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Dirty Projectors fall short of hype

August 27, 2009

Dirty Projectors - Bitte Orca

Dirty Projectors
Bitte Orca
Domino Records
June 9, 2009

Rating: 4.0/10

Please Killer Whale.

That is the literal translation from German to English of Brooklyn’s Dirty Projectors latest album.

Though personally, I doubt even Shamu would enjoy the howling falsetto or shrill guitar tones thrown at the listener on this album. Yet somehow, this album has already been named best album of 2009 by Stereogum, and garnered rave reviews from outlets far and wide.

With more than two months to fully digest this album, and the press that it has earned, I feel as though I have eaten a lot of garbage.

This is not the staggering work of genius that I expected when I first laid ears upon this album. Nor is it “a triumph in sustained creative restlessness” as Paste Magazine described it to be.

Rather, what I hear when I listen to “Bitte Orca” is a piece of work that casts aspersions upon tried and true theories of music to spite the process itself.

The music on this album is difficult, intentionally, for the sake of being difficult. However, to me, that is the 2009 indie music scene in a nutshell.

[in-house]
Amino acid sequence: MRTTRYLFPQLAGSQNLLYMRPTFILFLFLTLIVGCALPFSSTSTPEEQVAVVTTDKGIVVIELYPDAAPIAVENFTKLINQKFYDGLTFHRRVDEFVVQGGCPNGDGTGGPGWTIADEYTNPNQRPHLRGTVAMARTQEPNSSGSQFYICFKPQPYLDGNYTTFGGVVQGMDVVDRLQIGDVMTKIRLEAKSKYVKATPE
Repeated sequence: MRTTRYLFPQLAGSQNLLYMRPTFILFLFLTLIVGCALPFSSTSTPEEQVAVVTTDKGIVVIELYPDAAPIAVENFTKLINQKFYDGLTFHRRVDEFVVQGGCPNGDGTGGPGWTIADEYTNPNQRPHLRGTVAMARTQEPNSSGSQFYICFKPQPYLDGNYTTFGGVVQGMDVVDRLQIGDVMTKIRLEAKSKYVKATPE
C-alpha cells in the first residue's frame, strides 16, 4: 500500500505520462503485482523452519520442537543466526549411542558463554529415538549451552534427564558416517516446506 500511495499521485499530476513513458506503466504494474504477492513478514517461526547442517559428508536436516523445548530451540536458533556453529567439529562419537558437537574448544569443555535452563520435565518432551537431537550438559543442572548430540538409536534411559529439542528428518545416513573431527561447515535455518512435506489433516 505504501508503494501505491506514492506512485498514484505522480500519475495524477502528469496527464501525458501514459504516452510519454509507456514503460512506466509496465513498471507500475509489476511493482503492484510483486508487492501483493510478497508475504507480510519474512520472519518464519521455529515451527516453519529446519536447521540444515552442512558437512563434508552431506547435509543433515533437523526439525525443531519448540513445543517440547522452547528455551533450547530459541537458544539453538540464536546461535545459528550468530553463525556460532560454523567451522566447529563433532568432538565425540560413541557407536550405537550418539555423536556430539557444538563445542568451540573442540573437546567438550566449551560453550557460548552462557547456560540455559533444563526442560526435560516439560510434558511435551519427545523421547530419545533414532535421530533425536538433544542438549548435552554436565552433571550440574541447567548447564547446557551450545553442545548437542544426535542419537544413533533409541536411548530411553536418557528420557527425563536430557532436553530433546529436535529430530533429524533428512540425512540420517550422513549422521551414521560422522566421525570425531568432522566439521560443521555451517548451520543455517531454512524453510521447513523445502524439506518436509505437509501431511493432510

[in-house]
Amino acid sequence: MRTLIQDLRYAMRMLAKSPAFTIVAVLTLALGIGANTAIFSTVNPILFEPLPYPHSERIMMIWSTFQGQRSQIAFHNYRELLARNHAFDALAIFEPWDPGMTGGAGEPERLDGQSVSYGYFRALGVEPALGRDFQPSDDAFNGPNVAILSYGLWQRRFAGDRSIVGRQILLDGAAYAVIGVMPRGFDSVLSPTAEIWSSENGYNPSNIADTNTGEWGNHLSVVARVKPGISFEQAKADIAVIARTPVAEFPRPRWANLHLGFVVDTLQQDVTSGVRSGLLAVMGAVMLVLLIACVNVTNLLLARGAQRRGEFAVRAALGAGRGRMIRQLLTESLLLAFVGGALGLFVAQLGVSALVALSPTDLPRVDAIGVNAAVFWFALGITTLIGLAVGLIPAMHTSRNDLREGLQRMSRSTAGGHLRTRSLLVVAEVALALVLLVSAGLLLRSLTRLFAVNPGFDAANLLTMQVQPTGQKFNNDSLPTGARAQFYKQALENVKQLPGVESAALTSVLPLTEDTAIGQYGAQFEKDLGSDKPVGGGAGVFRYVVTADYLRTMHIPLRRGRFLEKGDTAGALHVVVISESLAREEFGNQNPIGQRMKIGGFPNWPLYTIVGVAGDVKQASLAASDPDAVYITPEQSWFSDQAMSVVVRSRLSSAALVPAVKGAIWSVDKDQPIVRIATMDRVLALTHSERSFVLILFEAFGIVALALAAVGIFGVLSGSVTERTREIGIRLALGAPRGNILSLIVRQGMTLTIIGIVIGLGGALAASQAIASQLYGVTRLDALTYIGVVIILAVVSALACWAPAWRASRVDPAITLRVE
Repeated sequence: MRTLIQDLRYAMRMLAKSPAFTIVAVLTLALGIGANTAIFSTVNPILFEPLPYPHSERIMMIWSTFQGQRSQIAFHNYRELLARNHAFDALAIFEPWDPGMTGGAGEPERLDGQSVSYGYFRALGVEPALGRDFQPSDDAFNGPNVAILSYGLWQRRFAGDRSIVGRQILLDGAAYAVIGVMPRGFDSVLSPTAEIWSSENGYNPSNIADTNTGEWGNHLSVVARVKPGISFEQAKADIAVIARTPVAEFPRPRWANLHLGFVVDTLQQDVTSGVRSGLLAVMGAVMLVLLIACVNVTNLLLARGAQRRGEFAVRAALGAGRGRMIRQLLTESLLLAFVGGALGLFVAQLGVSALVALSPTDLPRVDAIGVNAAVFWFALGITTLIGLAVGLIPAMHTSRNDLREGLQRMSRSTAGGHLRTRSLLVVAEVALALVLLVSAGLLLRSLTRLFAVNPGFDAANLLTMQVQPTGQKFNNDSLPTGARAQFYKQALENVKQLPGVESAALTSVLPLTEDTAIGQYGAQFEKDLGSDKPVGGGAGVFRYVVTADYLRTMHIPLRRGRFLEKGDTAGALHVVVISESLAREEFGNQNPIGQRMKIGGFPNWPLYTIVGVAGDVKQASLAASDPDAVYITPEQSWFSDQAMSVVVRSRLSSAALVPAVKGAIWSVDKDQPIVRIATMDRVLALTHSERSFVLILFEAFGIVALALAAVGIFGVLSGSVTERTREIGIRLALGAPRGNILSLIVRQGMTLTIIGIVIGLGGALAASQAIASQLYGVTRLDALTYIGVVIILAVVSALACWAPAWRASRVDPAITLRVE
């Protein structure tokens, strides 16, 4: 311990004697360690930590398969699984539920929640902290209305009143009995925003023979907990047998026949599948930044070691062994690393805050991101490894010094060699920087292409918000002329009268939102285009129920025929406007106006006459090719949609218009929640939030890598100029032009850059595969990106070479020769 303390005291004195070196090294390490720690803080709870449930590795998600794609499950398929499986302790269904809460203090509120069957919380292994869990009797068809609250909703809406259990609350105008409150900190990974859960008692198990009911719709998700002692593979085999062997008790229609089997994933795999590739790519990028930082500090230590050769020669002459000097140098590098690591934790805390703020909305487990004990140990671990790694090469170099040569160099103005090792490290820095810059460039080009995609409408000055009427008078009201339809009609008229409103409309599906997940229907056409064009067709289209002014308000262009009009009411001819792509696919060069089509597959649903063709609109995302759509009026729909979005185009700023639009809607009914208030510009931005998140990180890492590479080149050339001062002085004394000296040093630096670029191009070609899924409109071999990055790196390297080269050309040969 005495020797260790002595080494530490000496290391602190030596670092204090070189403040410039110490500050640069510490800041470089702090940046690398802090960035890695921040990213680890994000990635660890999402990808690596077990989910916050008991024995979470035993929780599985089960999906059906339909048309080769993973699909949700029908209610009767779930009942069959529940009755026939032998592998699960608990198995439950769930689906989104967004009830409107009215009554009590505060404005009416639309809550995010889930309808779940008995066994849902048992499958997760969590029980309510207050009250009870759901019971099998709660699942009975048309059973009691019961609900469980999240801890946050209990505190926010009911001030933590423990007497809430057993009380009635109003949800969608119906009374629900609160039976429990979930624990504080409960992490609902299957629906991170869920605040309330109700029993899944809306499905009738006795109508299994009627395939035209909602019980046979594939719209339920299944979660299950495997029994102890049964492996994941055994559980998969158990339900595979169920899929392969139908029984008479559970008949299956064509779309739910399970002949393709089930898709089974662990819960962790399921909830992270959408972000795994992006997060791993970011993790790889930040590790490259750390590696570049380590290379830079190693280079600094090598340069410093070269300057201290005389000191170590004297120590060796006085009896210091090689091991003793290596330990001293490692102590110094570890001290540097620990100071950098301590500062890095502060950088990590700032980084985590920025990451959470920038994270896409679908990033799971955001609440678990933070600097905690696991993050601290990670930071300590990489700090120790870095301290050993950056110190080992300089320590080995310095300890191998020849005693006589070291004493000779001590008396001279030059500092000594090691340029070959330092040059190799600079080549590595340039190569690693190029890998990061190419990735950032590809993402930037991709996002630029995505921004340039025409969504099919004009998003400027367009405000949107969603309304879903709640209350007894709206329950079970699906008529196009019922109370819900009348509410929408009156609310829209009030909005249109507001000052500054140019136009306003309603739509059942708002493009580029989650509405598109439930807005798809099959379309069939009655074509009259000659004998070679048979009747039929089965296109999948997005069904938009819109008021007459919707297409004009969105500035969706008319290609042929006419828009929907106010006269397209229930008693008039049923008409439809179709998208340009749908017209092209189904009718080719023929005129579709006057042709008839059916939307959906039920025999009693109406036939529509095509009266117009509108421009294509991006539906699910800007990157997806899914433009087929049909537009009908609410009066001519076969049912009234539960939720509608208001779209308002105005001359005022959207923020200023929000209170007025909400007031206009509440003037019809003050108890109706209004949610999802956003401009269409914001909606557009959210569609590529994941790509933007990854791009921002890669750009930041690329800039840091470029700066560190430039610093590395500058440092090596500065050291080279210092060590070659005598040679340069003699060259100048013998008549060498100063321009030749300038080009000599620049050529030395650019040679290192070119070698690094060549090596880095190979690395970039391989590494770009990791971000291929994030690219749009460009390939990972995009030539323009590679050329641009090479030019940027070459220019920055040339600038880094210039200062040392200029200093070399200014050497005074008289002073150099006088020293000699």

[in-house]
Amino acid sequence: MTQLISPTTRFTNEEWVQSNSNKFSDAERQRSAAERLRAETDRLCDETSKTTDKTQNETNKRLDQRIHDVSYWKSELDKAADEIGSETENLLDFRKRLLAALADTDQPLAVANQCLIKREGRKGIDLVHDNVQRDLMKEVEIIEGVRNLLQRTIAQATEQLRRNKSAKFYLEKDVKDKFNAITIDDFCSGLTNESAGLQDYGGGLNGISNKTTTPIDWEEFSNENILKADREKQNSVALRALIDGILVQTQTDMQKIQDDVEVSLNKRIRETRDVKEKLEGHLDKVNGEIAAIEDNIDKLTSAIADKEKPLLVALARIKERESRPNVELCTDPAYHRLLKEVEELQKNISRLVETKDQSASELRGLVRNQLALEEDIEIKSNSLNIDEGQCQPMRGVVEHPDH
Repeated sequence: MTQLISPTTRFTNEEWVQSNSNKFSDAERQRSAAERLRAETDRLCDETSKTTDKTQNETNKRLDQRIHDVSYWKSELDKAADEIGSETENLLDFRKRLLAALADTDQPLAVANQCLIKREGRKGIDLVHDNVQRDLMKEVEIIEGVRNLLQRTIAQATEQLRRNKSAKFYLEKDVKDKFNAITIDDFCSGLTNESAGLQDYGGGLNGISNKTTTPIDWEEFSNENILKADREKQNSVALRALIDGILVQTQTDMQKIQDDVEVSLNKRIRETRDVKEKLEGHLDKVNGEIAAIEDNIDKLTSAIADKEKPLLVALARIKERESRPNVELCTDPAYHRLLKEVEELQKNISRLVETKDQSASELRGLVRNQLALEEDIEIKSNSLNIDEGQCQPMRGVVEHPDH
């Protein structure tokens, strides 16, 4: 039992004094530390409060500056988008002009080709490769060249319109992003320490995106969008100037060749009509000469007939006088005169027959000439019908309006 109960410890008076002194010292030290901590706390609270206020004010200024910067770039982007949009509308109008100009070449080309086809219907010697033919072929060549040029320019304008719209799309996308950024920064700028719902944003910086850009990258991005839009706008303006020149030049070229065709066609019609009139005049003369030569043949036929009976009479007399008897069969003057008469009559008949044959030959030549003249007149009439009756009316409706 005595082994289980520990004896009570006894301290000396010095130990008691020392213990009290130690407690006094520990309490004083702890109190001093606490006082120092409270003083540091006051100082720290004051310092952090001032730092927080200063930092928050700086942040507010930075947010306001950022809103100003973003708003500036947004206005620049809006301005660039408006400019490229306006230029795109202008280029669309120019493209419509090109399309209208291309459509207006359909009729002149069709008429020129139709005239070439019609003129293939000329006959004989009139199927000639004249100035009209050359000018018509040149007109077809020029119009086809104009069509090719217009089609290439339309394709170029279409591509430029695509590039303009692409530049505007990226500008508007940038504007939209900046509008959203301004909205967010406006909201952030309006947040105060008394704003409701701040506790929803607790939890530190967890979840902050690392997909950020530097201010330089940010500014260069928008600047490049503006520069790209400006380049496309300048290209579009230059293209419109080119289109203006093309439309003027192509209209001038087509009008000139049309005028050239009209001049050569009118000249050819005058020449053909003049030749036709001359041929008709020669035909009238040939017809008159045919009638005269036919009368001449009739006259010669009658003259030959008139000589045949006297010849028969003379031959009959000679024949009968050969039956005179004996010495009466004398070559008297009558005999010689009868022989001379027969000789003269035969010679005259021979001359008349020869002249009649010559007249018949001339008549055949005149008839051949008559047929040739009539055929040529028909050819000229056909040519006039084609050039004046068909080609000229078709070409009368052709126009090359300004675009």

Except for a few notable releases this year, Neko Case and Grizzly Bear to name a couple, the popular shift within the music that has been released this year has been towards songs with no sense of faithfulness towards the practices that have made music enjoyable for decades and even centuries.

Not to be misunderstood, I enjoy a good deal of diversity from the music I choose to listen to; however, I must draw a line at some point. All year I have had inaccessible music from bands such as Animal Collective, Wavves or Japandroids shoved at me by various reputable entertainment establishments. Now I have the bitter taste of betrayal stuck in my mouth as I try to retrieve what is good and wholesome from new releases unassisted.

Perhaps this problem stems from my upbringing. I am no Brooklynite hipster, but rather a Central Illinois native who prefers his music to have structure and a soul.

This is music composed as art, and it tried to be smarter than the listener. It has an air of pretension to it that hangs over each note. If the song is not layered with inaudible vocals and synthesizers then it is stripped to bare, leaving it feeling hollow.

Dirty Projectors worked with indie-rock immortal David Byrne for February’s “Dark Was the Night” collaboration, creating one of the indispensable tracks on that sprawling collection, “Knotty Pine.” This beautifully simple tune left me clamoring for more, but eventually let me down, as nothing on “Bitte Orca” comes close.

The cacophonous wailing and piercing, staccato tone of the instruments blend to form an ear-punishing amalgamation of noise that is reluctantly branded as music. It makes me yearn for the “it” bands of 2008 like Bon Iver and Fleet Foxes, whose quiet harmonies were pleasing and simple.

“Bitte Orca” will not be on any end of the year lists of mine, nor will it be in my iTunes for much longer. I would much rather put on an old jazz record and hear music that embodies a true “creative restlessness” and embraces song structure.

Originally posted in The Daily Vidette.

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